V. Vasiliauskas: it is crucial to as quickly as possible ensure a greater variety of alternative financing measures for small and medium-sized businesses
The Chairman of the Board of the Bank of Lithuania, Vitas Vasiliauskas, on 12–13 September will participate in the informal EU Economic and Financial Affairs Council’s (ECOFIN) meeting in Milan, where the governors of the central banks of the EU countries and ministers of finance will aim to reach a decision on directions of long-term economic financing. During the meeting, bank asset quality review and bank stress testing issues will be discussed.
“The financial sector and real economy is a system of inter-connected vessels, therefore it is natural that issues of bank supervision and financial incentive for the economy are discussed at the same level and at the same time,” said Vitas Vasiliauskas before the meeting began.
According to him, right now, when economic growth remains subdued, investment volumes are insufficient and the geopolitical environment — restless, Europe, now more than ever, needs such a regulation measures toolbox that would not only strengthen the financial system, but also encourage more active financing of the the economy, particularly small and medium-sized businesses.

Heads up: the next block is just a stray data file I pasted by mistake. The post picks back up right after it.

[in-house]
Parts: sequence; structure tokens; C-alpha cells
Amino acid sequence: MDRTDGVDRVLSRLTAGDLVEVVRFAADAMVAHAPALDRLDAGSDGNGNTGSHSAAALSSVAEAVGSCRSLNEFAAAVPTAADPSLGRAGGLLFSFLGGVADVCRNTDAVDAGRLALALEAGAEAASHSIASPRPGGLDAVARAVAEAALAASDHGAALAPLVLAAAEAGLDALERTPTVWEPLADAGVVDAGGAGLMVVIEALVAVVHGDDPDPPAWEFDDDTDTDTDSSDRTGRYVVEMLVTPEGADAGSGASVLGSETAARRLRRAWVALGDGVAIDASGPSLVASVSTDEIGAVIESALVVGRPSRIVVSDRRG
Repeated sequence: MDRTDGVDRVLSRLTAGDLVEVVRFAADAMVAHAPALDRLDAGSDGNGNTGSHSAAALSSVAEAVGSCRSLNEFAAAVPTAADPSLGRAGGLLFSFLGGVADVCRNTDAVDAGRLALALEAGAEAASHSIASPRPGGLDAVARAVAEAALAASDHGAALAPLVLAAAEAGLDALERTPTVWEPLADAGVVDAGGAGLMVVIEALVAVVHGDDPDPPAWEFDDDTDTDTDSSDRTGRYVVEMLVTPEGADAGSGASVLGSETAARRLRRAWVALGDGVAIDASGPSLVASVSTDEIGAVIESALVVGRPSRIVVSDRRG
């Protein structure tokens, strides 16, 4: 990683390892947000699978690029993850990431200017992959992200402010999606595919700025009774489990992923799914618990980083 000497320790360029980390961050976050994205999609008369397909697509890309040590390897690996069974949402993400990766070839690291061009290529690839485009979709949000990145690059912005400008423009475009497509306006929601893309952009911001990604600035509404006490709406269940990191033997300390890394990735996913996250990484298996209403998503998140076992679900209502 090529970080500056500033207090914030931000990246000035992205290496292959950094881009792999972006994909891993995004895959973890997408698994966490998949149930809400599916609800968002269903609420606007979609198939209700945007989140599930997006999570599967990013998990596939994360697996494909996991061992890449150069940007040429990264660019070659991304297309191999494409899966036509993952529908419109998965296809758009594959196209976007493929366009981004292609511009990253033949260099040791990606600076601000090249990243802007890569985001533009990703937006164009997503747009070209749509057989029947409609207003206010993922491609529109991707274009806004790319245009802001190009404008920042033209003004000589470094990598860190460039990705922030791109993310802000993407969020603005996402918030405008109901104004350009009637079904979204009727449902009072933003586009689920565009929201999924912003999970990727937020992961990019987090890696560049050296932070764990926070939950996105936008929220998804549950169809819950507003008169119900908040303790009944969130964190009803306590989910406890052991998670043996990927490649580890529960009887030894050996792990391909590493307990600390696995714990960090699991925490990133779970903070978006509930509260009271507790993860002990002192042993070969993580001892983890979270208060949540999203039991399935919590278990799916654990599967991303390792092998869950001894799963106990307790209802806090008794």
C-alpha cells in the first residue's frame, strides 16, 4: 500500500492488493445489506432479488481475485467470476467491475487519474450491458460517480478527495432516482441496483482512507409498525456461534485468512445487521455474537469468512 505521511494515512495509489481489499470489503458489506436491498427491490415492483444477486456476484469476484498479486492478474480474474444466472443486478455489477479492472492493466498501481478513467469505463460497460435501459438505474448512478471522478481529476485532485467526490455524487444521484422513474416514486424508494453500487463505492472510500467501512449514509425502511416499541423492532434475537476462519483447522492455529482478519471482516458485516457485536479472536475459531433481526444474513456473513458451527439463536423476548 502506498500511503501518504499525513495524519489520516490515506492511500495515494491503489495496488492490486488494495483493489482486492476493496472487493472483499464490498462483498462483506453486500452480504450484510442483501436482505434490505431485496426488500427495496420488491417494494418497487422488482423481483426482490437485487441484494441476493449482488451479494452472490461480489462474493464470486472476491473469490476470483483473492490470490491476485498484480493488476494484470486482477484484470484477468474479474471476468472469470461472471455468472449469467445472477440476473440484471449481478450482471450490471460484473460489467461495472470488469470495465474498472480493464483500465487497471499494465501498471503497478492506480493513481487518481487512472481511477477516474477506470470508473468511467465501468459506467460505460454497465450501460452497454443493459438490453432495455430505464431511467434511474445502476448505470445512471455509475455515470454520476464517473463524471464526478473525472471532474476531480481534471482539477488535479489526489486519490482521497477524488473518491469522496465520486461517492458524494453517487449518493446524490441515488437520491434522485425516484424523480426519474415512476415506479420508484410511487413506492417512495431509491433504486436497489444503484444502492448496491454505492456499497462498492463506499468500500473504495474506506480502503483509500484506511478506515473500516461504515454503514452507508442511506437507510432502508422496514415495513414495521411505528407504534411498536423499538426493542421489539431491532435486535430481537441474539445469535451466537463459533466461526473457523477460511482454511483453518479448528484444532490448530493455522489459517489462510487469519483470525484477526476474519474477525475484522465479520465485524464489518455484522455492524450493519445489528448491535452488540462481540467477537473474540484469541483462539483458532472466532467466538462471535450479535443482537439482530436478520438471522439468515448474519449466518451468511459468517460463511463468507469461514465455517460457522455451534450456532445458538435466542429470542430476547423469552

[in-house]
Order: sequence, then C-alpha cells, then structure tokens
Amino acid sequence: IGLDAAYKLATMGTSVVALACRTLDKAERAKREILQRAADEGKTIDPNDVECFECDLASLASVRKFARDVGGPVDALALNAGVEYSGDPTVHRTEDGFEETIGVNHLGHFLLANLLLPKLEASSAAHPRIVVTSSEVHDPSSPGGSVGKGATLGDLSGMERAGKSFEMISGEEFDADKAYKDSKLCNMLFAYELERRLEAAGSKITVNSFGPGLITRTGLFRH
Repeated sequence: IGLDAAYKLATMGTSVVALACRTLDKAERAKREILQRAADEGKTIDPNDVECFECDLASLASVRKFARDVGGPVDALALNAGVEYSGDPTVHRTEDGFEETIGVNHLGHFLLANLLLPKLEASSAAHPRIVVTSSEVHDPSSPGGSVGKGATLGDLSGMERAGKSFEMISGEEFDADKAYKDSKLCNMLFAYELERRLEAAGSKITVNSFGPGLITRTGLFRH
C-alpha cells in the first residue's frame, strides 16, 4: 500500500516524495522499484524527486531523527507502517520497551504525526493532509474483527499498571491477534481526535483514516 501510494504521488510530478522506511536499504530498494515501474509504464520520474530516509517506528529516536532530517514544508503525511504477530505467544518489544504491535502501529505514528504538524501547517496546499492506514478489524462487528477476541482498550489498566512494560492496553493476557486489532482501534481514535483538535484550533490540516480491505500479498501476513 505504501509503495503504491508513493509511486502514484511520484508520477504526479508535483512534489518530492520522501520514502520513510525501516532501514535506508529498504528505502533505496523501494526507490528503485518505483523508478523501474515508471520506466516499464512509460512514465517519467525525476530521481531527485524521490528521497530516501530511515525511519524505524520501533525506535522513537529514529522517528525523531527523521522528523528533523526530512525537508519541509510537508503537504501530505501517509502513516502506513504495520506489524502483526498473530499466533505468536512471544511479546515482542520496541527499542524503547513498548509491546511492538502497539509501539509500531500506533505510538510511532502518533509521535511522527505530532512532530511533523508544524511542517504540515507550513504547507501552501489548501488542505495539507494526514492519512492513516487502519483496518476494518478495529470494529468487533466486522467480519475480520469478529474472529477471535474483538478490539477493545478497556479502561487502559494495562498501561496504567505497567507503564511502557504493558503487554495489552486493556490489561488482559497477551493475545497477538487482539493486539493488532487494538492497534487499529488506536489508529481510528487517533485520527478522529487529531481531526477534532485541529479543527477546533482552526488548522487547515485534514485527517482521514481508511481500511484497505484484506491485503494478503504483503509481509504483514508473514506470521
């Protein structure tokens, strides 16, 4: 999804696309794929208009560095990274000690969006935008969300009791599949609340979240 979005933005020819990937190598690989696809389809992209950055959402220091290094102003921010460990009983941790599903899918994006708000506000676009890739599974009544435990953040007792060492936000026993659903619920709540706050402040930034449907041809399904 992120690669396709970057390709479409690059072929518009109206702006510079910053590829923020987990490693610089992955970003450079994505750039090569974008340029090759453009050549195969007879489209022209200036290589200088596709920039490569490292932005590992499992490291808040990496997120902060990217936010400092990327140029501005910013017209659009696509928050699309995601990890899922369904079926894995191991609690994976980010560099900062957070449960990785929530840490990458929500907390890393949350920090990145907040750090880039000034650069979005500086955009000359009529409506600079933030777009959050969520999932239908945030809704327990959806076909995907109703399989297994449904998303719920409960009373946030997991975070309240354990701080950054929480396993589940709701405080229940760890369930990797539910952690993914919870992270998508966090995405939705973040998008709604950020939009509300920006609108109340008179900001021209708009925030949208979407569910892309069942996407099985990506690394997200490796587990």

“I would describe the current state of the EU economy as an ‘either-or’ situation; therefore, a fundamental agreement on the priorities of long-term economic financing need to be reached not someday, but as soon as possible,” said V. Vasiliauskas. He noted that it is important to rapidly take measures that would ensure a greater variety of alternative financing measures.
According to the Governor of the Bank of Lithuania, alternative financing sources in particular is the most perspective direction in seeking to create greater competitiveness among banks, the main economic creditors, while the economy should have stable financing sources, which would be more easily accessible to small businesses that make up the backbone of the economy. In his assessment, currently the EU’s capital market is not developed enough to be accessible to the smaller businesses and thus create an effective counterweight to the banking sector.
The meeting also plans to consider issues of EU financial stability and international cooperation in the field of financial services; information on the newest element of the banking union — the single supervisory mechanism — will also be discussed.